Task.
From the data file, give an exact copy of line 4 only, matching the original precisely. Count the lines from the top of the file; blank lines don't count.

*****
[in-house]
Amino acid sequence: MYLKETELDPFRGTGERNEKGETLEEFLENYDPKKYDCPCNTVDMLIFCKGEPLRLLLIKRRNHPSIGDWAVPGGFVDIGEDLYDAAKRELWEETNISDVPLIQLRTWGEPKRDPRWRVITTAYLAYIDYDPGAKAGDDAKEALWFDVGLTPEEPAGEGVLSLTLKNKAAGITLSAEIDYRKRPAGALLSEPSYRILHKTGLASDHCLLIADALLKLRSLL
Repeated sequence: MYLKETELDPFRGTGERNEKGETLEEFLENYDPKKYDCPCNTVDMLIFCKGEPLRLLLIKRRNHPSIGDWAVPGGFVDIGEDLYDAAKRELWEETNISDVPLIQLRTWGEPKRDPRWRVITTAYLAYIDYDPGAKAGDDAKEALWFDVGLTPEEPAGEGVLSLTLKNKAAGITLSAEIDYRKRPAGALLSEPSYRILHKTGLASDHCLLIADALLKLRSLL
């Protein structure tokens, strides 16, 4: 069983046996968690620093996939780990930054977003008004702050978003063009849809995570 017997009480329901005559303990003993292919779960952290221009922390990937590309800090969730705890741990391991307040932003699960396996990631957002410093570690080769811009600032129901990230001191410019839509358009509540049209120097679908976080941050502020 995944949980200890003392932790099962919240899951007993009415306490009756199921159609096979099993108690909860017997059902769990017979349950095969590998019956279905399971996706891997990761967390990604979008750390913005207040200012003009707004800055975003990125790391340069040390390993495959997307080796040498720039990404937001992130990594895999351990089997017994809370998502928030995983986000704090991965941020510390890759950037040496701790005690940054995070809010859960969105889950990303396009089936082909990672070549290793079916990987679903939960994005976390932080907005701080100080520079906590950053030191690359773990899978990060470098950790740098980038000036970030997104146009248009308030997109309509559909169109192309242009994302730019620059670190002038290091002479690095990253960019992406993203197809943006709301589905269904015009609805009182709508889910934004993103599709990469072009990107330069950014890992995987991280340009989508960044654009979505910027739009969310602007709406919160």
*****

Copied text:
């Protein structure tokens, strides 16, 4: 069983046996968690620093996939780990930054977003008004702050978003063009849809995570 017997009480329901005559303990003993292919779960952290221009922390990937590309800090969730705890741990391991307040932003699960396996990631957002410093570690080769811009600032129901990230001191410019839509358009509540049209120097679908976080941050502020 995944949980200890003392932790099962919240899951007993009415306490009756199921159609096979099993108690909860017997059902769990017979349950095969590998019956279905399971996706891997990761967390990604979008750390913005207040200012003009707004800055975003990125790391340069040390390993495959997307080796040498720039990404937001992130990594895999351990089997017994809370998502928030995983986000704090991965941020510390890759950037040496701790005690940054995070809010859960969105889950990303396009089936082909990672070549290793079916990987679903939960994005976390932080907005701080100080520079906590950053030191690359773990899978990060470098950790740098980038000036970030997104146009248009308030997109309509559909169109192309242009994302730019620059670190002038290091002479690095990253960019992406993203197809943006709301589905269904015009609805009182709508889910934004993103599709990469072009990107330069950014890992995987991280340009989508960044654009979505910027739009969310602007709406919160």